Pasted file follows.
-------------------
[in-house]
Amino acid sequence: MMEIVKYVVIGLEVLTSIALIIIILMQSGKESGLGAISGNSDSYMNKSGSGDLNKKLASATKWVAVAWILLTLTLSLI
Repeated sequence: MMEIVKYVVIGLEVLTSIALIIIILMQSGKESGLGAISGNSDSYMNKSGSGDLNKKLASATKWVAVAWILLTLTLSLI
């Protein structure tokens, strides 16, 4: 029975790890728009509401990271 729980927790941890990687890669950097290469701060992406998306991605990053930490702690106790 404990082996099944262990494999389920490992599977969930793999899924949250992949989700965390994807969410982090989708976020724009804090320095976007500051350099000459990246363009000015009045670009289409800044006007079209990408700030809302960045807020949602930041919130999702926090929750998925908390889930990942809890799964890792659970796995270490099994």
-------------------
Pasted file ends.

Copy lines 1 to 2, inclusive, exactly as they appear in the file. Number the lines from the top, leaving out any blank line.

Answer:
[in-house]
Amino acid sequence: MMEIVKYVVIGLEVLTSIALIIIILMQSGKESGLGAISGNSDSYMNKSGSGDLNKKLASATKWVAVAWILLTLTLSLI